Ticket Price Skyrocket: A Simple Answer to a Simple Question

The Washington Post apparently only just recently noticed that ticket prices for your average concert are completely out of control, these days.  And so they ask, “Is the ticket biz out of line?”

Let me field this one. .  yes.  I just got done watching Rush in concert at Darien-freakin’-Lake, and paying $200 for the luxury.  $200!  For Rush?  Had I been the one buying the tickets, we would have sat out this concert.  Unfortunately, with ticket prices skyrocketing, especially for classic rock bands, the number didn’t seem out of line for my wife, who wanted to do something nice for me.  I love her, but I though I was going to die when I heard how much they cost.

Of course, Ticketmaster can’t be blamed.  They’re going to blame it on scalpers:

Is the Ticket Biz Out of Line? – washingtonpost.com

Ticketmaster. The ticket powerhouse, which last year sold 128 million tickets, worth more than $7 billion, contends that the armies of independent ticket brokers corrupt its public sales. In particular, Ticketmaster claims that brokers have gained an unfair advantage over the public by using automated phone-dialer programs and software, known as “bots,” that are capable of generating multiple ticket-buying requests at once — practices in violation of the company’s stated terms of use. Many of those tickets end up resold on the Internet via hundreds of ticket resale sites, the company says.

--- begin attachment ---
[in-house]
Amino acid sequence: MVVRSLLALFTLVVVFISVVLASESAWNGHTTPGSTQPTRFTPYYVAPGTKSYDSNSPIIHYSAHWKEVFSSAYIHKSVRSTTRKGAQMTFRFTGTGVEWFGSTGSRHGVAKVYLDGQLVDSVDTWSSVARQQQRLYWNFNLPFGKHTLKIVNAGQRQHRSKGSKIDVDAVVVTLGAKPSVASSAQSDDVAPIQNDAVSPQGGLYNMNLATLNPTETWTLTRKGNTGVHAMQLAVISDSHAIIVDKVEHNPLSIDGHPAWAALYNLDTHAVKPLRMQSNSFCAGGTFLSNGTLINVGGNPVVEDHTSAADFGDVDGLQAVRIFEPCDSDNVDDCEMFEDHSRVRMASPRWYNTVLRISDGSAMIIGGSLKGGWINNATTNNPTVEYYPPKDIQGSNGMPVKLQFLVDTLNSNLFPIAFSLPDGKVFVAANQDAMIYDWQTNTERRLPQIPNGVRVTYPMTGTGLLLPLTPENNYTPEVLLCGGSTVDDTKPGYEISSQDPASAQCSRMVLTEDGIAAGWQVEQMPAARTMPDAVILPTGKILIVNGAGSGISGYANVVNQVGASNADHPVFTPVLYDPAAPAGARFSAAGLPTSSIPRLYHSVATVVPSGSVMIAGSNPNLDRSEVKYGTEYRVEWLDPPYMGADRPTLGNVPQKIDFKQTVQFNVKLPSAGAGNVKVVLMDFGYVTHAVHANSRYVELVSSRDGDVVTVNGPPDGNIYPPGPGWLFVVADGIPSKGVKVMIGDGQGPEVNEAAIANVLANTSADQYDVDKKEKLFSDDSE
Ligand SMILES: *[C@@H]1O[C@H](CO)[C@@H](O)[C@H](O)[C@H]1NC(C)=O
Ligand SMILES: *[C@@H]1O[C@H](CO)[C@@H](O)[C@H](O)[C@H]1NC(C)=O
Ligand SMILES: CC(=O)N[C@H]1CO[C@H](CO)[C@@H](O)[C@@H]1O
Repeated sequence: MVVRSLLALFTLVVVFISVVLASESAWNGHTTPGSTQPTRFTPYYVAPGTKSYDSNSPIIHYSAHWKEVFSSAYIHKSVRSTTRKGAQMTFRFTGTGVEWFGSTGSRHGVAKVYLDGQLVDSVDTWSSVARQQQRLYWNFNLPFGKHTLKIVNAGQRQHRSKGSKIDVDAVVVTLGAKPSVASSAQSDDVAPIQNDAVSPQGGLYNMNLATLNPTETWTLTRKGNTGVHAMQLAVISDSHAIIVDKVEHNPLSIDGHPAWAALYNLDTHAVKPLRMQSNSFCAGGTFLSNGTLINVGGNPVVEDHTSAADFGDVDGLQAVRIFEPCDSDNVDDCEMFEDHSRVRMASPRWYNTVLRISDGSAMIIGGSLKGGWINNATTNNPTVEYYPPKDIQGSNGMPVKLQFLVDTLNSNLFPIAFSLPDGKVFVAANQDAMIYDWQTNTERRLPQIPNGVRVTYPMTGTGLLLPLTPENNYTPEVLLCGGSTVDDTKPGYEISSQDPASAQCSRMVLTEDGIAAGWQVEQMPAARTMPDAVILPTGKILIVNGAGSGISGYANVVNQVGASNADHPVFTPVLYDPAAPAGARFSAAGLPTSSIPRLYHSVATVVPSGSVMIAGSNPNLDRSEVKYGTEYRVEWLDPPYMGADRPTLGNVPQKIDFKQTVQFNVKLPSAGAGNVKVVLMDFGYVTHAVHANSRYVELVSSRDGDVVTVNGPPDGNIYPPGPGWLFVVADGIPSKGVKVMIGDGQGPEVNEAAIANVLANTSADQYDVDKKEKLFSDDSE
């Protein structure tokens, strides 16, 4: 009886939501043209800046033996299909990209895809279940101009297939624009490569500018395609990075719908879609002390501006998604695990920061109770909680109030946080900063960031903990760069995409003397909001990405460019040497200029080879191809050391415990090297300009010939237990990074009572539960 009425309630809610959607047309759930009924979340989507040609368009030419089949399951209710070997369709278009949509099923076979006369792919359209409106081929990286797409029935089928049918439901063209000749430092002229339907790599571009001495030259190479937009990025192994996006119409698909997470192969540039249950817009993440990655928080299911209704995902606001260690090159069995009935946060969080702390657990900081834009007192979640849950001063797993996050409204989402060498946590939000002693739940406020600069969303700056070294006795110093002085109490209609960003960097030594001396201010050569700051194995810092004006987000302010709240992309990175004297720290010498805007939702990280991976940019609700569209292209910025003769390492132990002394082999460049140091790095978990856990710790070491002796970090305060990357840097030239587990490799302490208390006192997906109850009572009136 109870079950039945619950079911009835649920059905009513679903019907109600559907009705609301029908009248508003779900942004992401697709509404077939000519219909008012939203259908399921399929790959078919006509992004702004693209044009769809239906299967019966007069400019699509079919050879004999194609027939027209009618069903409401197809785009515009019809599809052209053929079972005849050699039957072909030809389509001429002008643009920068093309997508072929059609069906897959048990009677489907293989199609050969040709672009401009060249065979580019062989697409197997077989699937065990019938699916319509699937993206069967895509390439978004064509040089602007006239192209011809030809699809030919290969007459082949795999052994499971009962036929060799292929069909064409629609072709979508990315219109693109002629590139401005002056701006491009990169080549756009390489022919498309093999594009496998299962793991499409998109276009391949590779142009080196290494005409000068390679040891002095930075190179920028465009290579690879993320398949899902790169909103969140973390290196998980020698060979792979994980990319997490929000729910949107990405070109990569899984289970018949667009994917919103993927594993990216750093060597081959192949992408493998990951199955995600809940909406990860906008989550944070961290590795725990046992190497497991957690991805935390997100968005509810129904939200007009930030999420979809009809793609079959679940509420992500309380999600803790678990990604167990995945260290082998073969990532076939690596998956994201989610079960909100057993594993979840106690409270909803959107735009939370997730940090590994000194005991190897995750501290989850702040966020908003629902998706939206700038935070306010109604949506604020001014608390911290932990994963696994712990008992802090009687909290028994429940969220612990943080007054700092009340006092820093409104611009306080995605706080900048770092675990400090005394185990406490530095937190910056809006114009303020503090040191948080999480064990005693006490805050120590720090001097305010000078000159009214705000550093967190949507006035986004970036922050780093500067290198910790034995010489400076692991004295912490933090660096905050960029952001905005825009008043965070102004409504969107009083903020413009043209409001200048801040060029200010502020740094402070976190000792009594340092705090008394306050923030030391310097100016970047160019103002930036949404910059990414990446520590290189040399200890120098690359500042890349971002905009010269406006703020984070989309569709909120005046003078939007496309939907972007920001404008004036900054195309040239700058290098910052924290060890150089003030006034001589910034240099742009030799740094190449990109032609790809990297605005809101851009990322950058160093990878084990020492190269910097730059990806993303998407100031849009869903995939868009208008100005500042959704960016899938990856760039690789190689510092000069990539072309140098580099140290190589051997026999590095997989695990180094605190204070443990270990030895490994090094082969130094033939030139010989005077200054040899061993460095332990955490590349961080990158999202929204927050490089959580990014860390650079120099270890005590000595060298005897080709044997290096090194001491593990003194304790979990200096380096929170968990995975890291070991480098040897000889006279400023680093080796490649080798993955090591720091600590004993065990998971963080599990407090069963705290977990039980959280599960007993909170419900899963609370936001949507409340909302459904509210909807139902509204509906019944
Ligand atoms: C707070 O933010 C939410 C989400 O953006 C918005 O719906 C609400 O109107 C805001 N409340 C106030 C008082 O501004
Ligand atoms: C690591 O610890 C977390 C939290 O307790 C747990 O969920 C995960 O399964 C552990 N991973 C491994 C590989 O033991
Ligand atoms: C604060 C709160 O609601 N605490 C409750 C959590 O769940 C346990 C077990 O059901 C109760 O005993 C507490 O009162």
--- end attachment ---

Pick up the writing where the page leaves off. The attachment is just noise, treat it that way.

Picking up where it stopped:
Um, hello?  Our tickets were purchased directly through Ticketmaster, not an intermediary.  What’s more, blaming cheesy bot programs and dialers for the fact that you’ve done next to nothing to stop the escalation of ticket prices is just weak and transparent.  Obviously, if the crazy prices seem par for the course, there’s no need to be shy about raising the base price and scooping up more cash, is there?  It works well for Ticketmaster to have a high demand for their product.

But then, shame on us, as well.  We keep paying those prices, don’t we?  And this is why the vaunted Marketplace cannot be trusted on it’s own: because it raises the price of luxury items well beyond inflation, leaving all but the very rich behind.  What is it like to be 20-something these days?  How do you afford to go see a show?

By Tommy Belknap

Owner, developer, editor of DragonFlyEye.Net, Tom Belknap is also a freelance journalist for The 585 lifestyle magazine. He lives in the Rochester area with his wife and son.